3. Once you install it to your applications folder, simply open it, and click in on the red button to record. Remember to make sure your headphones and microphone work (see above PC directions), practice your recording, and then record and save. (There is a great You Tube tutorial here.)

4. In this Audacity software you need to be sure to EXPORT your file as an MP3 file to get your podcast, from the file menu. Do not save it as an audacity file. (You will need the LAME plug in to convert this to an MP3 file. Do not worry, this is painless. Just download it at the time of your Audacity download. They run simultaneously.)

It is easy, quick and can be loaded to most LMS, even e-mails and webpages. How cool is that?!!

Other Thoughts…. One of my internet friends, Rob Fraser, asked me, in response to a blog post, a very important question that academic faculty and students need to ponder about the internet. He asked if copyright would be an issue when students post papers and assignments to the WWW. I have to say that the answer to this is both yes and no.

Yes, because if students post a paper to their blog without citations or references then there are some major copyright violations, however they should be learning proper formatting in school. ‘Yes’ also because if students turn the same paper in for more than one course (a NO-NO for you students) then plagiarism programs like TurnItIn should pick up on those and alert the instructor. Students should not post their papers until after turning them into the course instructor and should also alert the instructor that the assignment has been posted to the student’s blog as well. (note* This is good brownie points for you students and really gets some great miles out of the things you are turning in. I am a firm believer that the world needs to see what students are working on. I avoid this problem all the way around as I will discuss below.)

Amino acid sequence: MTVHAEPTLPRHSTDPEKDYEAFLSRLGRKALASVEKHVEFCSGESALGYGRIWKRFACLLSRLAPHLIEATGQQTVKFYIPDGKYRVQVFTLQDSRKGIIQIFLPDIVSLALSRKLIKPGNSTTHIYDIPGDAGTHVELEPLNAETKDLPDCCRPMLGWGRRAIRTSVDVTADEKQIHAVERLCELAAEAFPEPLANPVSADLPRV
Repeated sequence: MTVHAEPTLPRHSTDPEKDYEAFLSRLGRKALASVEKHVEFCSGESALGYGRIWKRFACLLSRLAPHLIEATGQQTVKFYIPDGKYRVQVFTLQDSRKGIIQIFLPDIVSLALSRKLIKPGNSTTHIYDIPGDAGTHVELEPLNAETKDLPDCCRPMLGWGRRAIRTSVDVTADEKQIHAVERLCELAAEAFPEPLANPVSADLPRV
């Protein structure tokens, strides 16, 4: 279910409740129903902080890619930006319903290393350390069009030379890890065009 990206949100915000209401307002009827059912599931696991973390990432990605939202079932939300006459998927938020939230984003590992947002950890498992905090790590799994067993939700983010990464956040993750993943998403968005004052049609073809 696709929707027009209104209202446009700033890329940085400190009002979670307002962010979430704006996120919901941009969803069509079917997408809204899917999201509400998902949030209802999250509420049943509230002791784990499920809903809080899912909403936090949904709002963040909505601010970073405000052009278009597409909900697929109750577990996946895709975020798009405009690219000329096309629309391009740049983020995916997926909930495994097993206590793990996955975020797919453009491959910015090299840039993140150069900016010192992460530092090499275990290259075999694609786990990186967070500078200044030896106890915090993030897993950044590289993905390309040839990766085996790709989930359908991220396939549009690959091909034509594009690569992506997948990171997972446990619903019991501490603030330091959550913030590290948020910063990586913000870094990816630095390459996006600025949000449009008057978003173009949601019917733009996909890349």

No…. I say ‘No’ because the student’s work belongs to them and if they are writing and publishing their own blog, then they can post their work their without copyright infringement or plagiarism. I always caution students to make issues they write about devoid of direct patient information and at first when they begin to post I have them use assignments that are not specific to patient encounters, until they get the hang of de-identifying writing. Further, I simply avoid the entire TurnItIn issue with their work by having them only turn things in through blog postings in one of my classes. Creating and maintaining blogs teaches a bit about social media, encourages good writing output from the outset, and offers a continuing forum for students to practice written communication.

I also say ‘No’ because I think that we nursing faculty have a big hang up with the importance of the assignments we create. We cause our students much strife by creating varying writing assignments in courses with different topic sets, thus not allowing our students, even at a basic education level, to develop a body of knowledge that they can command. For example, BSN completion students often work in specific clinical areas where they have some expertise. Generic BSN students and even MSN students, although gaining basic nursing science foundational knowledge, often have subject areas they are interested in or want to know more about. We, nursing faculty, need to facilitate this curiosity from their first writing assignments so that they can continually build this body of knowledge and interest throughout their program of study. Say a student is interested in lung cancer, then in their cultural class let them write about cultural issues in some aspect of nursing patients with lung cancer, in community health let them write about lung cancer prevention, in leadership let them implement a change project concerning lung cancer, and in theories and research let them write a literature review or concept analysis on some aspect of lung cancer.

If we begin to use technology to enhance nursing learning and begin to think ‘outside the box’ in ways that our students can synthesize and express knowledge, the whole of health care will be much better served. Go NURSING!

One Response to “Podcasting Basics by Terri Schmit”

  1. Wendy Garcia
    June 4, 2010 at 1:43 pm #

    I agree fully that the health history requires the greatest emphasis in health assessment courses and is foundational to practice that is comprehensive.

    Thank you for sharing ideas on podcasting!